GPL 3.0: The Questions We Should Be Asking

Rob Enderle

No matter how we look at it, the open source movement is relatively young even when compared to a young technology market. We are learning as we go, but even so, we should be able to apply business knowledge and experience.

 

If we were talking about a company and someone wanted to significantly change a part of the product -- and a license change is certainly significant -- a smart executive, to determine whether it was a good idea, would ask three questions. They are: Who is the customer? What is the cost? and What is the benefit? In this case, I'd add a fourth question "Do we have the authority to make the change?"

 

Let's explore each of these questions as they relate to GPL 3.0:

 

Who is the Customer?

 

Let's get to this question by exploring who it isn't. It isn't end users. They generally can't code and this license change likely will force companies such as TiVo to avoid anything that uses this license. Since there are likely more customers using Linux with TiVo than with any other client-side implementation, I'd suggest they would be neutral or negative on this.


 

The customer isn't business. There is nothing in the change to benefit business and in fact, it is designed to reduce the options businesses have. IBM has indicated it won't support GPL 3.0 even though it has been given special dispensation. Impact on Google has been avoided as well.

 

You'd think the hardware guys would like the concept of the GPL. It lowers the value of software, so you'd think that would give more power to the hardware side again. Problem is, the model lowers the value of hardware as well and Google is the new poster child for that. I spent some time awhile back exploring this with IBM hardware and those guys weren't happy.

 

Professional developers are mixed on this change, and when are developers the customer for something that addresses how a product will be sold? Shouldn't the customer always be the buyer?

 

What's the Cost?

 

Changes come with cost. If you don't know the cost of something, how can you possibly make a good business decision about whether it's the right thing to do? This may force those who support the GPL, such as Novell and TiVo, to abandon it for something else. It will shrink the available market for products under this license. You only have to look at the discussions about it to realize that many people disagree with it.

 

We don't yet know how much the market will decrease -- likely more than 10 percent and less than 90 percent. But if it were 80 percent, would it be wise to adopt it? How about at 20 percent?

 

Software isn't a religion; for most of us it's a business, and it should be run as one. One interesting thought: Before the GPL, the most powerful technology company was Microsoft, a company run by programmers and software developers. Under the GPL, the heir apparent is Google, an advertising agency.

 

If you're a programmer or a developer, that change alone could be a significant cost. There is an old saying: "Don't cut off your nose to spite your face." I wonder if these changes aren't exactly that.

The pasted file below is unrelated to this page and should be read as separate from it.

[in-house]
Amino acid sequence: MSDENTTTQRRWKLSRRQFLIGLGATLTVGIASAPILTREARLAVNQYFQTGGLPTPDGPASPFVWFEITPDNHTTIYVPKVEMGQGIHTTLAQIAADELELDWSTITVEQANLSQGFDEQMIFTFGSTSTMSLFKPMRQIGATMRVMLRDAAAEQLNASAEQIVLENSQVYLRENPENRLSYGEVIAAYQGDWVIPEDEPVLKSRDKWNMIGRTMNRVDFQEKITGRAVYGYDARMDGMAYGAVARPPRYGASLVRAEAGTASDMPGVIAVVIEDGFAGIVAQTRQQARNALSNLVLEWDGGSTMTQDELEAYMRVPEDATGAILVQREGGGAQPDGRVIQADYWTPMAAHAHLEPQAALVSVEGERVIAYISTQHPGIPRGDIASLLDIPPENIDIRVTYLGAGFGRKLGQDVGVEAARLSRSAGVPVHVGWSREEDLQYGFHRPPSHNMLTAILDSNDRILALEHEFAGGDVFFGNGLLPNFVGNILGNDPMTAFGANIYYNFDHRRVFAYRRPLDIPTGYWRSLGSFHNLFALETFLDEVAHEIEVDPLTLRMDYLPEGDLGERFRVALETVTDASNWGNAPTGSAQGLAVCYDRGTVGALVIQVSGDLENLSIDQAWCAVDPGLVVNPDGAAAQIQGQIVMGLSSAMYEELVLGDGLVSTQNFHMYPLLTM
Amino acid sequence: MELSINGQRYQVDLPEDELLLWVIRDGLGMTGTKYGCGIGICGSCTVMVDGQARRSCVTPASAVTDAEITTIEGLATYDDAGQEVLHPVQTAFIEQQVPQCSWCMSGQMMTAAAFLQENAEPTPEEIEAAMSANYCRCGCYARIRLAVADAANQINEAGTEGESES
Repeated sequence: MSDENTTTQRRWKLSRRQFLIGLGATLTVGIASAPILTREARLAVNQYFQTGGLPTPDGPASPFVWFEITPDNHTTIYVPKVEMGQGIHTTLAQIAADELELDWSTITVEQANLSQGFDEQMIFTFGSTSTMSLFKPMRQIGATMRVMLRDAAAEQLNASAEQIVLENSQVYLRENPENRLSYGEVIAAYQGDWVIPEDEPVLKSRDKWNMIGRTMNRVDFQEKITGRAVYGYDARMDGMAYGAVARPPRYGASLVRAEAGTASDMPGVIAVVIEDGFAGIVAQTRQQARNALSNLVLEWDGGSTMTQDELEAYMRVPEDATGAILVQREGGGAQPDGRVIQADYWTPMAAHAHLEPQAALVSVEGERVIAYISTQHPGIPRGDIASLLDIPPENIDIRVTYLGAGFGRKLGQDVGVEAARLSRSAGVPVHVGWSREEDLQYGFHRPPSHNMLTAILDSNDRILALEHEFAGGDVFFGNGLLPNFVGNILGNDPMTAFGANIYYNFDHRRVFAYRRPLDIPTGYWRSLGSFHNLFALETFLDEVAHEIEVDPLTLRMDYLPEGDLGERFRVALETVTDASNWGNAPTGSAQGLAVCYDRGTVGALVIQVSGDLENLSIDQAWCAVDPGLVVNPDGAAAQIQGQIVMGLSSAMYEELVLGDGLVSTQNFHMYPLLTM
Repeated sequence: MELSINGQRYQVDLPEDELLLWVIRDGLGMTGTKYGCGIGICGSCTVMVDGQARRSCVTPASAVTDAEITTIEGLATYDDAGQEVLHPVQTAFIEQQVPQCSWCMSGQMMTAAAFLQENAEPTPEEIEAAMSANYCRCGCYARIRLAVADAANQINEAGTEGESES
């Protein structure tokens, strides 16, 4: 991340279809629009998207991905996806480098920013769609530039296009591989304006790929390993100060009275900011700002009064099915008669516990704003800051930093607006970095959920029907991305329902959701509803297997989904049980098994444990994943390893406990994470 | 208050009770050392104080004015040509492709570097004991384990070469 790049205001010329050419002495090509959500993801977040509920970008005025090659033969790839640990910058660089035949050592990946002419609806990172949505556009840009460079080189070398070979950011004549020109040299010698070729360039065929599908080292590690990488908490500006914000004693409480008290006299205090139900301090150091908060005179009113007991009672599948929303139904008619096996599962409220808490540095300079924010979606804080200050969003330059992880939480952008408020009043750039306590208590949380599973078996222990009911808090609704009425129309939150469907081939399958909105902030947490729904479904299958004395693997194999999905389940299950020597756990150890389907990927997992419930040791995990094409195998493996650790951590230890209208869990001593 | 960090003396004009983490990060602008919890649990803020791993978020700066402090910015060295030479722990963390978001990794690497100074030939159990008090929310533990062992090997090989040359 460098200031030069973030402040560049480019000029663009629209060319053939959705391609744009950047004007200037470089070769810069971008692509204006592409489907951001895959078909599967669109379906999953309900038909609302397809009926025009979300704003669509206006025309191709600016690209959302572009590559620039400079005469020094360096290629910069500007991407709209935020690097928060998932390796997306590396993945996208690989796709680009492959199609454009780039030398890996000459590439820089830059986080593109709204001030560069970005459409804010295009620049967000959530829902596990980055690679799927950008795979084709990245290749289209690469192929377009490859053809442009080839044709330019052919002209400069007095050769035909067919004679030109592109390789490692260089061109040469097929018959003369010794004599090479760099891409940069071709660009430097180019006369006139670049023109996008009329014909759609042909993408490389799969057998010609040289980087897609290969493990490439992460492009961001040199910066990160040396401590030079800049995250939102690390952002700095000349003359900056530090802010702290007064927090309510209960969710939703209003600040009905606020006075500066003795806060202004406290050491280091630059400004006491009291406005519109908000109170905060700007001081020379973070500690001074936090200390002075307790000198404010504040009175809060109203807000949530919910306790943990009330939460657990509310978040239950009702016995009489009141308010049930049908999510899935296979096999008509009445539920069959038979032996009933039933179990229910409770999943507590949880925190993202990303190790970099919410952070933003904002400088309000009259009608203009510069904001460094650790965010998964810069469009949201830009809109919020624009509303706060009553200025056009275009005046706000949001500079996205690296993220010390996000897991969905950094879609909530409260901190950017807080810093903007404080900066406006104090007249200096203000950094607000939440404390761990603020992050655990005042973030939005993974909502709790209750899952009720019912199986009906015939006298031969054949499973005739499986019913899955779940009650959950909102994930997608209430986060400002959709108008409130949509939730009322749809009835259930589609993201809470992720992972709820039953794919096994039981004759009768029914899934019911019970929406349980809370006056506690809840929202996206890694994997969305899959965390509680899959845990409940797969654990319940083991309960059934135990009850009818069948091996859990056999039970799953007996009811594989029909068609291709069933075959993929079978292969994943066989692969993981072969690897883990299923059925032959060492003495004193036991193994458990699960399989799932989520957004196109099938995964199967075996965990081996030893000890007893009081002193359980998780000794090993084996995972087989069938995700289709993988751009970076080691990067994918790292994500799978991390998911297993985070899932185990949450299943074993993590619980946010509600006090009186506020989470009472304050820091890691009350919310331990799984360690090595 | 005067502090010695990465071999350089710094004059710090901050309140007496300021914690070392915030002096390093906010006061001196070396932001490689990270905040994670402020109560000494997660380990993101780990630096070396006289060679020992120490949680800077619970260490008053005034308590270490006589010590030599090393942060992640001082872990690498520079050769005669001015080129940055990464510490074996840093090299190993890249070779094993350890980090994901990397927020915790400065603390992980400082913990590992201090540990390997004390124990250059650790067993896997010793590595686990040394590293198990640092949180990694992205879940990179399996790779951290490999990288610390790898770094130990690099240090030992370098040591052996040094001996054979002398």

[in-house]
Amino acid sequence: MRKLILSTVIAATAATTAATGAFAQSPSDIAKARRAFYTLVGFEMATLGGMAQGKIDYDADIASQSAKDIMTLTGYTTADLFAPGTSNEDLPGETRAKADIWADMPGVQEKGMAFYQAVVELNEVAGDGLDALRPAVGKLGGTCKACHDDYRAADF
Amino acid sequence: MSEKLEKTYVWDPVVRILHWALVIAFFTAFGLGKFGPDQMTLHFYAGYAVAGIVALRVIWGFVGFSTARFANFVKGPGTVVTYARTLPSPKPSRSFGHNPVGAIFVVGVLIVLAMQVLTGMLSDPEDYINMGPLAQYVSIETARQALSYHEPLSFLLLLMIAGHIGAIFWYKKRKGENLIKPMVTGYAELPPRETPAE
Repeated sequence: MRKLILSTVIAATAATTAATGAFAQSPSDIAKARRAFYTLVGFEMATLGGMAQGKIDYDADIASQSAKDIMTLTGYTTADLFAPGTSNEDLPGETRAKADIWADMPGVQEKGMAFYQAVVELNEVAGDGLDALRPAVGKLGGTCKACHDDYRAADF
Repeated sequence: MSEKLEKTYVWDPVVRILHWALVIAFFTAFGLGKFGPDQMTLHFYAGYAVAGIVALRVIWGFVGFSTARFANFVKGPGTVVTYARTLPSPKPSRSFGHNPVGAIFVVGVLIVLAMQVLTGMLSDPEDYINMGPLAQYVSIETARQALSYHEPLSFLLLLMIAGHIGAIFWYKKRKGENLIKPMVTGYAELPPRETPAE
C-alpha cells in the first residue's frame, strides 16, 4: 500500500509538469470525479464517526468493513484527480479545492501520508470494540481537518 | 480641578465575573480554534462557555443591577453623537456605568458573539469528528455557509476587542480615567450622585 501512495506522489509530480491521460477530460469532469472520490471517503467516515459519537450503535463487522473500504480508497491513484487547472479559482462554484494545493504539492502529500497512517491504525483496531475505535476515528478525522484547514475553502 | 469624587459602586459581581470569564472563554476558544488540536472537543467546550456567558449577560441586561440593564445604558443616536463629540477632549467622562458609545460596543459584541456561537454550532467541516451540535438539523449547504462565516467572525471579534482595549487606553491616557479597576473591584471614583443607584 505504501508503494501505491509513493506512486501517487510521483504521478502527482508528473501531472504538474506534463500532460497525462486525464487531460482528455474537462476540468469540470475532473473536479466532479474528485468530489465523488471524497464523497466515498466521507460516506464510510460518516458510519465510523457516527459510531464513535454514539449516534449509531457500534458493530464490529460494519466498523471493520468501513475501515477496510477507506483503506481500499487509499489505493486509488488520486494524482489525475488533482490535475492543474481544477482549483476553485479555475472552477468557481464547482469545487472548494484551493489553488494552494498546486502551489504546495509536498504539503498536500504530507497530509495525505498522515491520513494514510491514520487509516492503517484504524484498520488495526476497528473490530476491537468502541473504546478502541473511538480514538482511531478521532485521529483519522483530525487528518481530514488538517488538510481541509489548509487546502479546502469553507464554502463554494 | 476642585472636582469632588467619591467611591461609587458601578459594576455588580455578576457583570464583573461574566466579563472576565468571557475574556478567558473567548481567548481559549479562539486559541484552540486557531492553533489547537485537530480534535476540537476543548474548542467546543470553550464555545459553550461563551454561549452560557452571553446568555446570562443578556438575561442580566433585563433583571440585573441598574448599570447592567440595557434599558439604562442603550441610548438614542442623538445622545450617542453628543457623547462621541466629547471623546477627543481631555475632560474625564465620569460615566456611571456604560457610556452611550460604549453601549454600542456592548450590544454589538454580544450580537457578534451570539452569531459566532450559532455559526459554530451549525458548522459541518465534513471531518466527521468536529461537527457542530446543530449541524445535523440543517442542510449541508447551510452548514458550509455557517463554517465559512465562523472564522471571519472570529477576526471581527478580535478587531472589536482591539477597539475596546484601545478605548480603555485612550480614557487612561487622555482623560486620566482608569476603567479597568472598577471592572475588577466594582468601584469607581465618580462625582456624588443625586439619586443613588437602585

But, in the end, we should ask both what the cost is, and why no one selling this idea is discussing that cost.

 

What's the Benefit?

 

In context, any cost can seem reasonable if the benefit is great enough. The advertised benefit is freedom, but the not-so-subtle benefit is stopping Microsoft. How realistic is either? Licenses restrict rights as well as grant them and at the core of the 3.0 change is the concept of stopping pacts such as the Novell/Microsoft deal, which appeared necessary for Novell's survival.

 

The alternative might have been litigation or the simple failure of Novell which, for Redhat and other competing distributions, might have been a benefit. Yet the IT market has grown tired of litigation and has constantly expressed the desire for a steady state. This isn't that.

 

It's doubtful this license change would hurt Microsoft long term and, short term, it it might actually be a benefit.

 

So, if the only true benefit is stopping future versions of the Microsoft/Novell deal and killing projects such as TiVo, is the benefit worth the cost? For the promoters, it would seem so, but I wonder for how many of the true customers.

 

Does the Authority Exist?

 

I've been going back over the initial activities by SCO and the defenses. Who says people have to use GPL 3.0 if they don't want to? If there is code where the new GPL applies -- whether it is Microsoft, Novell, or TiVo on the defensive -- couldn't they simply remove it once it is identified?

 

If companies simply refused to adhere to the license, where would all of the enforcement money come from? SCO tried the litigation storm thing and it didn't work out so well. There seems to be a subtext that key people such as the Linux Foundation will have no choice, but I wonder if that is the case.

 

Isn't it possible that companies and developers will reject this license, which didn't come from any democratic process anyway, and avoid like the plague any code released under it?

 

Even Microsoft can't force you to take something you don't want. What if the market just says no?

 

Wrapping Up